Gem of the Sun
Peridot, with its associations in ancient lore, has a history of over 3500 years. This grass-green gem derives its name from the Arabic “faridat” or “gem”.
Regarded by ancient Egyptians as far back as 1300 BCE to be the “gem of the Sun”, it was worn as a talisman to protect the wearer from nightmares, particularly when set in gold. Also associated with compassion, the peridot is said to calm anger. Composed of the mineral olivine, it forms deep within the earth under extreme conditions and is churned up by volcanos that deposit it in magma from where it is mined. Peridots are the only wearable gemstone that can fall to the Earth as meteorites; these are rare and unlikely to be found at retailers.
Mined in centuries past from volcanic deposits in Zabargad in Egypt, and in Hawaii, large and beautiful peridots are now found along the Pakistan-Afghanistan border. They are also found in Myanmar, China, Vietnam, Africa, Australia, and the US.
Cheerful, light, and summery in all its green glory, the peridot is a soothing stone to behold and is one of only a few gemstones that occur in one colour alone.
Peridots are uniquely green stones ranging from green-yellow to yellow-green and brownish-green. and with yellow and brown overtones. Available in grassy shades of green, the intensity of its colour depends on the amount of iron in its crystal structure. The more vivid the colour saturation, the higher the quality of the peridot. Clear, grass-green peridots, free of brown tints, are the most superior in quality. These gems are available in sizes from melee to faceted beauties of 10+ carats.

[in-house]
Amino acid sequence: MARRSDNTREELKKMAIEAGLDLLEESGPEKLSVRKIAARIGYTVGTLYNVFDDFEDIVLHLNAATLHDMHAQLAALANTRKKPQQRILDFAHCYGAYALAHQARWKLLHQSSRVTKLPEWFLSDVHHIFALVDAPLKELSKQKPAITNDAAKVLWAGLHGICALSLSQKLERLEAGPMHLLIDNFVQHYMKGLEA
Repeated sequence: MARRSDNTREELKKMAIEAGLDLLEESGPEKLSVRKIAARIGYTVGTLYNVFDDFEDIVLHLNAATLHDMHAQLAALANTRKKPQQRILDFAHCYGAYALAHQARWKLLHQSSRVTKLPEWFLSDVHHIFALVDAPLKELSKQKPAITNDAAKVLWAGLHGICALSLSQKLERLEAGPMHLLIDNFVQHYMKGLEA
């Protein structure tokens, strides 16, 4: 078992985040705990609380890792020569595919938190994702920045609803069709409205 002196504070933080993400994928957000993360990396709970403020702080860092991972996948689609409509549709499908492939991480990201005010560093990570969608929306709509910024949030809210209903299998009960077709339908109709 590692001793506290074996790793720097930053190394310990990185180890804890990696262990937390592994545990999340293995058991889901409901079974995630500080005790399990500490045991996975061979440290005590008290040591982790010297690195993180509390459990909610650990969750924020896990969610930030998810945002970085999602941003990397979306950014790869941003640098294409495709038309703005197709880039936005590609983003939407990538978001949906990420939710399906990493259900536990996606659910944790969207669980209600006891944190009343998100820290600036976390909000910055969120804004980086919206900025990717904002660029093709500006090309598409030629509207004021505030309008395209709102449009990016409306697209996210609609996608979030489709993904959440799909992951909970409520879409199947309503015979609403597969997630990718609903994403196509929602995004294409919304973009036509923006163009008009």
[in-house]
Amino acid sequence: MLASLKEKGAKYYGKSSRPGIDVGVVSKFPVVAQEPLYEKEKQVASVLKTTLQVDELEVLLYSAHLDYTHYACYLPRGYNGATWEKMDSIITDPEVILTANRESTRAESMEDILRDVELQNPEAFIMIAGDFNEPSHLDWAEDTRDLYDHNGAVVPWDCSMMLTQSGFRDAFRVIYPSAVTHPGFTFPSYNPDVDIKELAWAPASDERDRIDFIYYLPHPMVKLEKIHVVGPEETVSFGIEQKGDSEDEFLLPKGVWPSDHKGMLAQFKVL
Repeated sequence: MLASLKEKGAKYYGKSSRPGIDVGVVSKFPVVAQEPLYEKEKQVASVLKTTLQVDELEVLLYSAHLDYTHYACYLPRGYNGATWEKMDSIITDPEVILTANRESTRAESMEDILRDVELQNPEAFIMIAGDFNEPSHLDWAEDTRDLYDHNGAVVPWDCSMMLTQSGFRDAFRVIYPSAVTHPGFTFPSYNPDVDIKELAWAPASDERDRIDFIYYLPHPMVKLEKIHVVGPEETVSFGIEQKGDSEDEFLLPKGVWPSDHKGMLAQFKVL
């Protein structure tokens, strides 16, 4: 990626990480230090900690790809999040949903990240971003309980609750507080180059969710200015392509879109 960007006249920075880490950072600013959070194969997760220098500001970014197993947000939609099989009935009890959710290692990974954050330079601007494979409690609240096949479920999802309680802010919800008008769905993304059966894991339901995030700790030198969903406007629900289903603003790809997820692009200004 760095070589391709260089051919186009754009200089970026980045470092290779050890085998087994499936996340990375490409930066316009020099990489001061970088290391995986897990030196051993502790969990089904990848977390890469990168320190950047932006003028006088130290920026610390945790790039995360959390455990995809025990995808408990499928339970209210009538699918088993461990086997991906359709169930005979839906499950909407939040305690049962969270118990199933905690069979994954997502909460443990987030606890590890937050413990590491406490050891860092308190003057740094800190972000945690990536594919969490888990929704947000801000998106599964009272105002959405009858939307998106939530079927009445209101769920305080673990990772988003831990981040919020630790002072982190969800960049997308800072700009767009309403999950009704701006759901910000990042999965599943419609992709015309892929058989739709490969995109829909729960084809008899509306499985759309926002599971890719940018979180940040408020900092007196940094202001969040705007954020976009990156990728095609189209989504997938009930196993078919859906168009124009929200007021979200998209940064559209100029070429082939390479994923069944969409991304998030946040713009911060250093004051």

This gorgeously green gem lends itself to many styles of cutting, including round, ovals, pears, and marquise shapes and emerald, cushion, and triangle cuts.
Interesting nuggets about Peridots
Peridots have historically been mistaken for other green gems such as emeralds and topaz. Speculation has it that the emeralds in Cleopatra’s famous jewellery were, in fact, peridots.
The 200 carats of gems embellishing the Shrine of the Three Holy Kings in the Cologne Cathedral, Germany, once believed to be emeralds, are now confirmed as peridots. The largest cut peridot is a 311.8-carat Zabargad gem that sits in the Smithsonian Institute, Washington D.C.
Peridots are August’s birthstone and hold special significance for 16th wedding anniversaries. Measuring 6.5 to 7 on the Mohs scale of hardness, peridots are fairly resilient gems.
Be charmed by our selection of peridot-set jewellery at thejewelleryroom.com here.